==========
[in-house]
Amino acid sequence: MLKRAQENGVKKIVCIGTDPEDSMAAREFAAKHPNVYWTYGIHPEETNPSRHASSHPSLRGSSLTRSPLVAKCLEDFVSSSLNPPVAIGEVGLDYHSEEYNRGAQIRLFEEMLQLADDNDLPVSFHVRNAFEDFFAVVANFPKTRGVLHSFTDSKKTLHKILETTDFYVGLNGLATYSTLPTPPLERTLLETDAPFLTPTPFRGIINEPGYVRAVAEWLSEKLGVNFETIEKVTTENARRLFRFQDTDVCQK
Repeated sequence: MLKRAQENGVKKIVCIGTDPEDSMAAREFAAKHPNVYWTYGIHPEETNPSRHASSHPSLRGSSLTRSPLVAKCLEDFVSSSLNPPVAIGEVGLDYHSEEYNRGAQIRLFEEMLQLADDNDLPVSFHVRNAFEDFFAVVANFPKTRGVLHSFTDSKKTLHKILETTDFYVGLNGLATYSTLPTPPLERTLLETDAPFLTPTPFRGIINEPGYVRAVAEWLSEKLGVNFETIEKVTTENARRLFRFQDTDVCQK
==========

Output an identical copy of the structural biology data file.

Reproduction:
[in-house]
Amino acid sequence: MLKRAQENGVKKIVCIGTDPEDSMAAREFAAKHPNVYWTYGIHPEETNPSRHASSHPSLRGSSLTRSPLVAKCLEDFVSSSLNPPVAIGEVGLDYHSEEYNRGAQIRLFEEMLQLADDNDLPVSFHVRNAFEDFFAVVANFPKTRGVLHSFTDSKKTLHKILETTDFYVGLNGLATYSTLPTPPLERTLLETDAPFLTPTPFRGIINEPGYVRAVAEWLSEKLGVNFETIEKVTTENARRLFRFQDTDVCQK
Repeated sequence: MLKRAQENGVKKIVCIGTDPEDSMAAREFAAKHPNVYWTYGIHPEETNPSRHASSHPSLRGSSLTRSPLVAKCLEDFVSSSLNPPVAIGEVGLDYHSEEYNRGAQIRLFEEMLQLADDNDLPVSFHVRNAFEDFFAVVANFPKTRGVLHSFTDSKKTLHKILETTDFYVGLNGLATYSTLPTPPLERTLLETDAPFLTPTPFRGIINEPGYVRAVAEWLSEKLGVNFETIEKVTTENARRLFRFQDTDVCQK